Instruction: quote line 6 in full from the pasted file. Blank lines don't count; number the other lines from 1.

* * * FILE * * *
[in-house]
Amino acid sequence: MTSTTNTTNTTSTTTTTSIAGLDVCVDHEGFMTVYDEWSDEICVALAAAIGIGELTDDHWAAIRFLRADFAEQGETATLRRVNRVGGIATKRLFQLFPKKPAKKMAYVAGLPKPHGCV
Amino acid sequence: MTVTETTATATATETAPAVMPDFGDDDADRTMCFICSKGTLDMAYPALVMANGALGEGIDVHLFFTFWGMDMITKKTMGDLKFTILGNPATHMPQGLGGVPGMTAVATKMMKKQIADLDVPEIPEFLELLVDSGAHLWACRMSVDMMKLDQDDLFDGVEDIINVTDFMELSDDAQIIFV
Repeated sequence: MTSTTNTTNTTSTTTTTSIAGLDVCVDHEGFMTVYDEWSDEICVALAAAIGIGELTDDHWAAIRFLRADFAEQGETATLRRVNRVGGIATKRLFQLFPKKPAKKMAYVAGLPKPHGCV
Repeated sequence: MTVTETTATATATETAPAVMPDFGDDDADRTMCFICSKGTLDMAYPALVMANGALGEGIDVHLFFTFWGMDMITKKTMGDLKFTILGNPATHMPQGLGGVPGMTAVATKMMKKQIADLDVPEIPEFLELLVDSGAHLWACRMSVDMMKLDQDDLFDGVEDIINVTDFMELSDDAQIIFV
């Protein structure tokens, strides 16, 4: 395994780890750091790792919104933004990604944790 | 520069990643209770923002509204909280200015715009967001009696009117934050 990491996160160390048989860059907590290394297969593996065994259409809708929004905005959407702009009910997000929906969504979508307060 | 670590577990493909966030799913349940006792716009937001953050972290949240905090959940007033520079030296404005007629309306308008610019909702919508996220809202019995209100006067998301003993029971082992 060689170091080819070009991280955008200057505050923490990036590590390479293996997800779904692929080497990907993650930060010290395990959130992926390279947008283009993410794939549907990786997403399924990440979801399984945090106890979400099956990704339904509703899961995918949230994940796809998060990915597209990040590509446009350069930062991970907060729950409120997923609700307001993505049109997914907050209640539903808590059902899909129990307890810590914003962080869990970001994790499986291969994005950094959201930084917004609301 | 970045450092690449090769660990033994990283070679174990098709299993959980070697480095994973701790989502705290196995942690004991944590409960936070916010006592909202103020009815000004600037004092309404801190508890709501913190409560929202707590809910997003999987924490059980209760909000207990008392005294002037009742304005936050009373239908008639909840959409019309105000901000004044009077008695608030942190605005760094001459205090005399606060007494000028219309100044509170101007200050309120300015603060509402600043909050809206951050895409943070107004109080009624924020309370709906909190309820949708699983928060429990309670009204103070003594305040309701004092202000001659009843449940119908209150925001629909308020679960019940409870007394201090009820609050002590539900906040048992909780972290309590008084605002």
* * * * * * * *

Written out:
């Protein structure tokens, strides 16, 4: 395994780890750091790792919104933004990604944790 | 520069990643209770923002509204909280200015715009967001009696009117934050 990491996160160390048989860059907590290394297969593996065994259409809708929004905005959407702009009910997000929906969504979508307060 | 670590577990493909966030799913349940006792716009937001953050972290949240905090959940007033520079030296404005007629309306308008610019909702919508996220809202019995209100006067998301003993029971082992 060689170091080819070009991280955008200057505050923490990036590590390479293996997800779904692929080497990907993650930060010290395990959130992926390279947008283009993410794939549907990786997403399924990440979801399984945090106890979400099956990704339904509703899961995918949230994940796809998060990915597209990040590509446009350069930062991970907060729950409120997923609700307001993505049109997914907050209640539903808590059902899909129990307890810590914003962080869990970001994790499986291969994005950094959201930084917004609301 | 970045450092690449090769660990033994990283070679174990098709299993959980070697480095994973701790989502705290196995942690004991944590409960936070916010006592909202103020009815000004600037004092309404801190508890709501913190409560929202707590809910997003999987924490059980209760909000207990008392005294002037009742304005936050009373239908008639909840959409019309105000901000004044009077008695608030942190605005760094001459205090005399606060007494000028219309100044509170101007200050309120300015603060509402600043909050809206951050895409943070107004109080009624924020309370709906909190309820949708699983928060429990309670009204103070003594305040309701004092202000001659009843449940119908209150925001629909308020679960019940409870007394201090009820609050002590539900906040048992909780972290309590008084605002």